In addition to altering your work habits, it is important to have a workspace that is consistent with your personal needs. You will want to ensure that you have access to high-speed internet, as well as any other materials (textbooks, software, etc.) you may require for your coursework. Figure out what conditions make you feel most creatively invigorated and academically stimulated, with respect to factors such as lighting, sound, furniture and ambiance. Create the space that will best empower you to tackle your academic tasks without loss of focus.

Of course, not all distractions are of the fun, low-stakes variety. Depending on the nature of your work and the associated hours, it is important not to let your many obligations steal time from one another. Remember that you are not expected to remain tethered to your phone. You will have an opportunity to answer work emails once your academic work has been addressed to your satisfaction. Similarly, it is a good idea to explain your goals and provide a copy of your schedule to friends and family so that they know not to contact you during your scheduled study hours. Multi-tasking is a surefire way to divide your focus and diminish the quality of all your efforts across the board, so be sure to set reasonable boundaries for yourself and the people in your life.

 

Speak Up and Check In

If you find yourself struggling to keep up with coursework, do not hesitate to reach out to the appropriate resources. Any online program worth its salt will offer academic support services, as well as access to professors and advisors; utilize these connections the first moment you realize your grasp is slipping. A proactive approach to staying on top of your assignments will allow you to mitigate an academic slump before it occurs. Make it a habit to “check in” daily—whether that means checking discussion boards each morning, reviewing your schedule or reaching out to an advisor or professor.

Even when you’re on top of assignments and producing excellent work, you may find yourself physically exhausted or emotionally overwhelmed at different points in your pursuit of a degree, and that’s perfectly understandable. The best thing you can do in these situations is lean on your homegrown support system of friends, family and co-workers. If you need the catharsis that comes with a good vent session, make time for coffee with a friend who will listen to your struggles and offer emotional support. Perhaps you find yourself up against a tight deadline or unforeseen complication, and you need a shift covered at work or a babysitter to look after the kids for a few hours. It is important to establish trusted connections who can help shoulder the load in times of adversity. Surround yourself with the emotional and academic support necessary to thrive.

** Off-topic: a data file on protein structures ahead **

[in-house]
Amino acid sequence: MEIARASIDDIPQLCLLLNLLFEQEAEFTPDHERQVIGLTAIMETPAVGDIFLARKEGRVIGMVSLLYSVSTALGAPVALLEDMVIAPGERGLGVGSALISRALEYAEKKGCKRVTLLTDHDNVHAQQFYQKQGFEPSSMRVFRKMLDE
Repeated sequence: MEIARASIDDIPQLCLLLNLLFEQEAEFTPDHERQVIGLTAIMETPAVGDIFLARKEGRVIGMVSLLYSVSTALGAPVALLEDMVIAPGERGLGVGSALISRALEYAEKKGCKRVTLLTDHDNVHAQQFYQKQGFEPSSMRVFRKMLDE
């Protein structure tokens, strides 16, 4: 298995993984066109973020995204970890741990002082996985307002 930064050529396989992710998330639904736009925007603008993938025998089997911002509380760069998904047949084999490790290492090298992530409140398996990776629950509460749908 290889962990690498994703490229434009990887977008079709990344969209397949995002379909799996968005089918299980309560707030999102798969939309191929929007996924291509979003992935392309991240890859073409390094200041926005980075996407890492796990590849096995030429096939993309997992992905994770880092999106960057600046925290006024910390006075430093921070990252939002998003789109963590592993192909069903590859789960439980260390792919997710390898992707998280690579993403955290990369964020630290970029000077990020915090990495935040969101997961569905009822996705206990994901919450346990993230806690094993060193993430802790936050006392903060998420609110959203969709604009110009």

Be Realistic

You have crafted a comprehensive schedule, designed your optimal workspace and developed a laser-focused work habit. You are seemingly unstoppable and ready to take on any challenges in your path—so much so that you’re contemplating new side ventures. While it is important to celebrate your achievements and foster your self-confidence, certain sacrifices will be necessary in the short term in order to ensure your long-term success. Consider adopting that puppy once you have a diploma in hand, and remember that community theatre will still be there after you’ve tossed your cap in the air. While it is admirable to want to challenge yourself, it is crucial not to spread yourself so thin that all of your projects and obligations suffer as a result.